Thursday, November 6, 2014
Taos (Convention Center)
*Names in bold indicate Presenter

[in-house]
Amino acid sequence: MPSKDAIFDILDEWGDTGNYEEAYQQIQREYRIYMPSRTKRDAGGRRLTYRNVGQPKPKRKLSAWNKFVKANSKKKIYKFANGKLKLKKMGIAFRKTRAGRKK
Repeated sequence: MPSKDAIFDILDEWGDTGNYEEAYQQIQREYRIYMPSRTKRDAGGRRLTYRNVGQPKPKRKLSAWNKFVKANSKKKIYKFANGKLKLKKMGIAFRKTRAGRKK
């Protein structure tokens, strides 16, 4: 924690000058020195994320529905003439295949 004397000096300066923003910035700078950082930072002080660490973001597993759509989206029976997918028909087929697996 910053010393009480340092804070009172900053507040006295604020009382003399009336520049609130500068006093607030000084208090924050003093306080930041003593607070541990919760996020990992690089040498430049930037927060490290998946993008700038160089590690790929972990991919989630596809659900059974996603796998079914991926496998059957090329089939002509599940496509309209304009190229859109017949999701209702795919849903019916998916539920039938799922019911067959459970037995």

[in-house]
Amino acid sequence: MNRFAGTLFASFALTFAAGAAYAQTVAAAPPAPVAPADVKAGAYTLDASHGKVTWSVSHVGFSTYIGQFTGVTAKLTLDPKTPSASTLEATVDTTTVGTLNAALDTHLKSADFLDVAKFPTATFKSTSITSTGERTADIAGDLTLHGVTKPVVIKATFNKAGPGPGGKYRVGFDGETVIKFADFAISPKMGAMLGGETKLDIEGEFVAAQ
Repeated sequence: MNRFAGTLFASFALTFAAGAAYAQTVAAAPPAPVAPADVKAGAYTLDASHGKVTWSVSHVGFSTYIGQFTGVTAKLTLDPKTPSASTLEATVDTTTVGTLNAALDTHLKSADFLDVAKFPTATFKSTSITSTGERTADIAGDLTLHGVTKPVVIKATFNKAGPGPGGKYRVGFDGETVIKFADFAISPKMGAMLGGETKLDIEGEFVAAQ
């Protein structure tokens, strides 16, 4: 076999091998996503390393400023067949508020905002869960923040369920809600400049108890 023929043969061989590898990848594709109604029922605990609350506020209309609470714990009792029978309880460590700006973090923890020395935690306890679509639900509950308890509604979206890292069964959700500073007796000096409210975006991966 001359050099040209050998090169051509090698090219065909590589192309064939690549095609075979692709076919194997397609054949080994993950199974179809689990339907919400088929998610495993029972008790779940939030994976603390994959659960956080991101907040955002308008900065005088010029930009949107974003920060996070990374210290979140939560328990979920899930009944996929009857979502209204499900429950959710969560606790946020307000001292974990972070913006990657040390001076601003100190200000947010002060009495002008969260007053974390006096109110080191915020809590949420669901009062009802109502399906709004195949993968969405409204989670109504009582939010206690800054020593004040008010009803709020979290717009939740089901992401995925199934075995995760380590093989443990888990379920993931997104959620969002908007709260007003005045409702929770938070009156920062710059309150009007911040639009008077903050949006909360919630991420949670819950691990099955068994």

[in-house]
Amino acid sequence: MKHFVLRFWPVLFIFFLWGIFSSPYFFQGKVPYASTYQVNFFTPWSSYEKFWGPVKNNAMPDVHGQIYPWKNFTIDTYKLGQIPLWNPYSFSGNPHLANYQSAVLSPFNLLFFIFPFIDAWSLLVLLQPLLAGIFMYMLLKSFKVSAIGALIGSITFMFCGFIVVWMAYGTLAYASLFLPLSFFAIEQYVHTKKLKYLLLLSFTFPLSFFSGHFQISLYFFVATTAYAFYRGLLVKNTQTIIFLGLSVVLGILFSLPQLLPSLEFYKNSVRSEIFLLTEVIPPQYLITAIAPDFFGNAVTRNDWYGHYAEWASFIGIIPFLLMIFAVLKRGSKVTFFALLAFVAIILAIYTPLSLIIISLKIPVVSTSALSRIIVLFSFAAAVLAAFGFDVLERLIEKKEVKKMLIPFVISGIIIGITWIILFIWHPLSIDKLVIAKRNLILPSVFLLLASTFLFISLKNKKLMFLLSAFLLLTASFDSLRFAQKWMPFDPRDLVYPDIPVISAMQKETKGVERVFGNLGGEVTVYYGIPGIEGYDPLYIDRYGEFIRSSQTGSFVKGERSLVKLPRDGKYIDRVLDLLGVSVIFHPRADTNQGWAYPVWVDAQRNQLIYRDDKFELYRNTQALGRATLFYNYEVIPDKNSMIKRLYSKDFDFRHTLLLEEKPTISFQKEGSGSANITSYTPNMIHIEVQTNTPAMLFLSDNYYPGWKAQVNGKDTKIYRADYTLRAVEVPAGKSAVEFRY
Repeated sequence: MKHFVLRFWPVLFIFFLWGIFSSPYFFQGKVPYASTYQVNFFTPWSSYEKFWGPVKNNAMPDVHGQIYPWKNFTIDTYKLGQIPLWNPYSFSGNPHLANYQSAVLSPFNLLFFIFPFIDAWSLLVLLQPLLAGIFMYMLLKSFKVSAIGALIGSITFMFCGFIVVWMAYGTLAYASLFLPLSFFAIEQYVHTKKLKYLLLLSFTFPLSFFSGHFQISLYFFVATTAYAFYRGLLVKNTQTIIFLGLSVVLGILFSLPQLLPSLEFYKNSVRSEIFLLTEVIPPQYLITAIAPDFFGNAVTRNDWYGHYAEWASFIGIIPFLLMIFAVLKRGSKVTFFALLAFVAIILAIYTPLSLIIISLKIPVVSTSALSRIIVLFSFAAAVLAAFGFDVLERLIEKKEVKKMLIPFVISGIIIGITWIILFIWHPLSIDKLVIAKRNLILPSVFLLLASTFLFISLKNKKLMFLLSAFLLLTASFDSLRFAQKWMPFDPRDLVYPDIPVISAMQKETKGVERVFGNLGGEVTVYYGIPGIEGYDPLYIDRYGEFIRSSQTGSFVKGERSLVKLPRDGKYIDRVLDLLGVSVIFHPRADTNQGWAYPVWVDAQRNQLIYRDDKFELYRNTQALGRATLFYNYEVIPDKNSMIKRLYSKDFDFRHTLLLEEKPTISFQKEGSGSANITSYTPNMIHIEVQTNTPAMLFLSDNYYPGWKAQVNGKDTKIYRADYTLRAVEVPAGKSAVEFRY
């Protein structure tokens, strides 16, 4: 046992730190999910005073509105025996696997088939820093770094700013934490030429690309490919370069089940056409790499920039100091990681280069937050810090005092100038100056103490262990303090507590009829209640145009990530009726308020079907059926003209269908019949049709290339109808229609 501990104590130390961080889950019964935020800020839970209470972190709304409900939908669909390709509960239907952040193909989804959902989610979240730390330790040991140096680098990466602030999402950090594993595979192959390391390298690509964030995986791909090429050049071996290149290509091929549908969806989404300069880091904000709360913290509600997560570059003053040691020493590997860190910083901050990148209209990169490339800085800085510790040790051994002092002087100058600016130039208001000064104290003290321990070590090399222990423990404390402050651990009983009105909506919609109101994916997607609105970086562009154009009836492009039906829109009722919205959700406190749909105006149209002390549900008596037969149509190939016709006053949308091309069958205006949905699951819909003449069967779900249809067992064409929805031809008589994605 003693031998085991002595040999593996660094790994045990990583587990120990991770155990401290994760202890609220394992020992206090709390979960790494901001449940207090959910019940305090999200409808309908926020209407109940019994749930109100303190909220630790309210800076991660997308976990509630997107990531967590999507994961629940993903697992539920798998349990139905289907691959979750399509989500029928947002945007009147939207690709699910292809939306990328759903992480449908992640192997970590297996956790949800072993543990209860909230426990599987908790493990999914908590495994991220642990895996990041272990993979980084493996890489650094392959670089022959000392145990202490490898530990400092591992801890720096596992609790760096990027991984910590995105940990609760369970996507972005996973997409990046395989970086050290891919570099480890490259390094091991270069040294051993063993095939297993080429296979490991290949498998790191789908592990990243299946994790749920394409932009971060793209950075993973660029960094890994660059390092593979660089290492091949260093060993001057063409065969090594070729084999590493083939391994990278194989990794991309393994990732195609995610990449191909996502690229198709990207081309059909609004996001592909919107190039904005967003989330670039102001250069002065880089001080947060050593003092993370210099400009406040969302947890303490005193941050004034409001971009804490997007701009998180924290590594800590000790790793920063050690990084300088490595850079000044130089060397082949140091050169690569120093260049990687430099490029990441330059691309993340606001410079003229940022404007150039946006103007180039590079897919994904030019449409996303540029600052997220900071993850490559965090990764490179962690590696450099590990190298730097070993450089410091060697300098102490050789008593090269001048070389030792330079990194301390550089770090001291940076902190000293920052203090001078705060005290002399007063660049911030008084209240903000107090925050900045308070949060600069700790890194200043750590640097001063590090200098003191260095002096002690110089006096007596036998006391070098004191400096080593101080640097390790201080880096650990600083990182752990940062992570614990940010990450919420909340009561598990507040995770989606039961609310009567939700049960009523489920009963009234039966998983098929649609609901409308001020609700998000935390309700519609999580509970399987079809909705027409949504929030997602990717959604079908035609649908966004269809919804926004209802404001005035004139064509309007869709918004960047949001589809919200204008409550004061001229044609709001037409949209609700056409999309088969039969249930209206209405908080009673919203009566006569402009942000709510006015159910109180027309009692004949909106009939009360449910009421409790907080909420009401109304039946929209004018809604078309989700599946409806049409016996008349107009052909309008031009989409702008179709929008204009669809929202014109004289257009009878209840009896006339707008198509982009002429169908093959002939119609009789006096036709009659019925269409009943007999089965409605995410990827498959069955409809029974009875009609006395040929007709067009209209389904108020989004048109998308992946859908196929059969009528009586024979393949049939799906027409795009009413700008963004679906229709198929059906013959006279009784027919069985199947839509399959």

A growing literature in economics documents that in-utero shocks affect individuals’ human capital in later life. Most of this evidence focuses on extreme health shocks, however. We are the first to document how less severe but more pervasive economic crises experienced during childhood affect adult economic outcomes. To do this, we assemble a unique dataset that links adults in the American Community Survey with historical business cycle indicators. Identification comes from variation in economic conditions across cohorts defined by state and year of birth. Unlike the existing literature, we find little evidence that individuals exposed to poor economic conditions in early childhood suffer long-term economic consequences. These findings suggest that 1) more “typical” variation experienced by children is of minimal importance, and 2) well documented relationships between business cycle conditions and contemporaneous adult outcomes do not spill over onto children in ways that have long lasting impact.